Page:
02-07-2009 10:16 PM
Have an Asus motherboard w/ a Maxtor (Seagate) boot hard drive. Have a Linux partition which which boots fine. Am trying to install Windows to a 141 GB Fat32 partition. Windows does not see any Hard drive.
Asus provides a file JmicronXXXX.zip which creates a folder called floppy64. This can be copied to a floppy disk which will supposedly load an additional driver during the Windows install. During the Windows install I hit F6 for additional drivers and put in the floppy. It then finds a big list of 20 JMicron JMB RAID or AHCI controllers. No matter which I select, none cause the hard drive to be recognised during the Windows install.
I guess there are no unified SATA hard drive controllers? Every single motherboard is different?
02-09-2009 04:42 AM
The AHCI drivers on the floppy disk may not be designed for XP, but for Vista - in that case you need to enable the "compatible" or "IDE-mode" setting for the S-ATA drive in the computers BIOS and install XP with it's built-in drivers.
- On a friends computer, we had to temporarily remove 2 P-ATA drives during install of (32-bit) Windows XP, for Windows to see the S-ATA disk. Just a wild and final guess before giving up, but it worked.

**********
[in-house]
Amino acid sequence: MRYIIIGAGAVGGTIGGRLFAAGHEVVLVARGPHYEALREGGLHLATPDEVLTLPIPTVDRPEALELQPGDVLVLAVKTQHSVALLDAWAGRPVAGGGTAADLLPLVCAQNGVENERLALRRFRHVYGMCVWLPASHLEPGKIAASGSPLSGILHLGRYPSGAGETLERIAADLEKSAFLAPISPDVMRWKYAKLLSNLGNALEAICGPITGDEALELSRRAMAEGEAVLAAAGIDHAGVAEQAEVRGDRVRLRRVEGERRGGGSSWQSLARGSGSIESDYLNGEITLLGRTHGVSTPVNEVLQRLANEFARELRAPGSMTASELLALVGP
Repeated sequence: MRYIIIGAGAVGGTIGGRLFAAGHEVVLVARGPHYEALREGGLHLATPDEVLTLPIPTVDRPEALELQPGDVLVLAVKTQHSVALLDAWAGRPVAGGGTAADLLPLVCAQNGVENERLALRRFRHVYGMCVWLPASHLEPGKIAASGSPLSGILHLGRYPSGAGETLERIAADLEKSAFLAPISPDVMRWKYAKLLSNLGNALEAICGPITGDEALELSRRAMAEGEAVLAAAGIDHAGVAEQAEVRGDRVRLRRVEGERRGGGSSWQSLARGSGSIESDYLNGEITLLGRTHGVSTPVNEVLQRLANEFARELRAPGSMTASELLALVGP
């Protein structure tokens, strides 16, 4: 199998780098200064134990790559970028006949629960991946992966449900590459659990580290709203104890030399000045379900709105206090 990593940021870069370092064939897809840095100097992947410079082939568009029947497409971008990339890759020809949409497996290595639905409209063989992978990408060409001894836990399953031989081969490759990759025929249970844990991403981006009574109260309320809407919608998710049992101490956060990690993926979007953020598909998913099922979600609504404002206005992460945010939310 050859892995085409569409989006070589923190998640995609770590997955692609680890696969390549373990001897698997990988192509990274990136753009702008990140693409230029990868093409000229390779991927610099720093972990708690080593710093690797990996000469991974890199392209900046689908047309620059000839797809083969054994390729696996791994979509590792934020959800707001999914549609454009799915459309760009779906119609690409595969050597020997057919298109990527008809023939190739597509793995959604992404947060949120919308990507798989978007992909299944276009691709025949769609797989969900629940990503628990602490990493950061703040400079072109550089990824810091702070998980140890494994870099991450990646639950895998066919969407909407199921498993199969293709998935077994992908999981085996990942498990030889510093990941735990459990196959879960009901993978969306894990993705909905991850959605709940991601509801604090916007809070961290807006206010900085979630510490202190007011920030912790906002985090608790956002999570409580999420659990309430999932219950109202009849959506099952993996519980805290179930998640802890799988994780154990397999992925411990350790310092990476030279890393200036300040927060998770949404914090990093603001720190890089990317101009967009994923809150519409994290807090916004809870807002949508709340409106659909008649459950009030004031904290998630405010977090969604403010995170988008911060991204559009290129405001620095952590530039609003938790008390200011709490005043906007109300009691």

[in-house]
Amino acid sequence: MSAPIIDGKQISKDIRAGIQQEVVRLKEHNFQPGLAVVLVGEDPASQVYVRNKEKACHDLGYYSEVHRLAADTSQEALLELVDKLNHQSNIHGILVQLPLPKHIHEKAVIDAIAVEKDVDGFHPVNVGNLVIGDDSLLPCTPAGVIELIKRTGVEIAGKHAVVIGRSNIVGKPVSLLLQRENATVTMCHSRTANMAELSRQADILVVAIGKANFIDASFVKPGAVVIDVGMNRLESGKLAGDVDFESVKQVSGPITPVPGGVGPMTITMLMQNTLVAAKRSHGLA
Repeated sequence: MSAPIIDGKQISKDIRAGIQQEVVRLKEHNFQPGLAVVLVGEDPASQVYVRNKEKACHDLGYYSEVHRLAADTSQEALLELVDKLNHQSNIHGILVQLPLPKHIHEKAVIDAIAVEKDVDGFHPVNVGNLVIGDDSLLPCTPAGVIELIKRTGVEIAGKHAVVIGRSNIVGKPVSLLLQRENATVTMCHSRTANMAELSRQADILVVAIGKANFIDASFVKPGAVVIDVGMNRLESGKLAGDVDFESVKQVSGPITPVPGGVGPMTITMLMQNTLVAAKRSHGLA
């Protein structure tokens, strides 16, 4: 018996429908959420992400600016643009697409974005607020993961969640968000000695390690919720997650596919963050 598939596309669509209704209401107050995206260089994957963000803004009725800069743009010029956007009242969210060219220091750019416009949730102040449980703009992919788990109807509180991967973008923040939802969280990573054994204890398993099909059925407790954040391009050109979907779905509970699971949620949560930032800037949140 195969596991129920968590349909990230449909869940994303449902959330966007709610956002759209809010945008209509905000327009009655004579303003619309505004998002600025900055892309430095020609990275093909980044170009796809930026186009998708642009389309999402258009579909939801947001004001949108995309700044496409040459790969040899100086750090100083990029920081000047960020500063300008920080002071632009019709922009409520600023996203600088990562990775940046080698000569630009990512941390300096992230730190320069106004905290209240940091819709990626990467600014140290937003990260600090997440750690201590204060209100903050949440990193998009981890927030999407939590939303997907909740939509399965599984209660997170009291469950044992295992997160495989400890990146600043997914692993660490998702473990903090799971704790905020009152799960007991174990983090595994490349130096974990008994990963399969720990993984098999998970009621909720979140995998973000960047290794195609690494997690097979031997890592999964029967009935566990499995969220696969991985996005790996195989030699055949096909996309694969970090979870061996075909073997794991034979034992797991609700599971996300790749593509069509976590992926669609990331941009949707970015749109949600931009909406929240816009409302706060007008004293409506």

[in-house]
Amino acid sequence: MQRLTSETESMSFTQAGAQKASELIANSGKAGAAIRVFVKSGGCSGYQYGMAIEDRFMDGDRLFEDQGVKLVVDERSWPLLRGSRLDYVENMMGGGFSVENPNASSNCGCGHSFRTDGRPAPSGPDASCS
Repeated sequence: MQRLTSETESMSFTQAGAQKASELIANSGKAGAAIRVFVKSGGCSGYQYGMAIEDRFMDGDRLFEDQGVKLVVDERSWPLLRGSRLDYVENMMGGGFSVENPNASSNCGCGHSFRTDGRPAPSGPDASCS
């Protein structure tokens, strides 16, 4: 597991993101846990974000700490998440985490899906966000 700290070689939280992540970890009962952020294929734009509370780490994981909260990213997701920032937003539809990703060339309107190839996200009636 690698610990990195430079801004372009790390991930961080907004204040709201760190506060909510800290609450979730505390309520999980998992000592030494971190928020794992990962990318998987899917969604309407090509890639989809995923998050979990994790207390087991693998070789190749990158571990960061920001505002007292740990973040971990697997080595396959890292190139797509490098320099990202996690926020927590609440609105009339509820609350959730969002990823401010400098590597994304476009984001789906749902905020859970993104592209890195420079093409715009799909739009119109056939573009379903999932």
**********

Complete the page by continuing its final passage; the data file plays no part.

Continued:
02-09-2009 05:27 AM
Thanks for the help. The computer currently runs expensive engineering simulations under RH Linux v4, 64bit. Thus I do not want to lose the Linux OS which boots fine so as to perhaps get Windows to work. Linux thought to provide Sata drivers on the install disks.
Also there is a slave IDE drive: I may try to install Windows to this and then use the system tools to load the SATA drivers under Windows and see the SATA fat32 partition. I think the Linux bootloader can be made to point to the slave HDD?
02-10-2009 12:44 AM
There are no ill effects on my installation of a 64-bit Ubuntu, when switching the drive configuration from AHCI to IDE mode in BIOS on an Intel DP965LT motherboard. The IDE option enables Windows XP to recognise the drive without additional drivers.
A few more things to bear in mind, in random order:
Windows needs a primary partition to boot from. You can install most of Windows on an extended partition, but it still needs to place a few files on a primary partition.
1 physical drive can hold up to 4 primary partitions.
XP first edition can use up to 137GB hard drive space. XP SP1 and later has other and larger limitations.
Windows does not like FAT-32 partitions larger than 32GB
Linux can be made to read and write NTFS (if it doesn't already?)
You have started in the correct order, installing Linux first!
Linux boot loader can be customized with an option to start Windows.
02-10-2009 06:49 AM
Thanks to your info apparently there is an unsupported module to read NTFS partitions under Linux. Thus I'll format my Slave IDE NTFS and install WinXP64 there. The Linux bootloader is highly configurable and can point to a slave drive.
I'll just add another Linux partition to the SATA drive & keep the IDE drive all NTFS. Will advise if this works.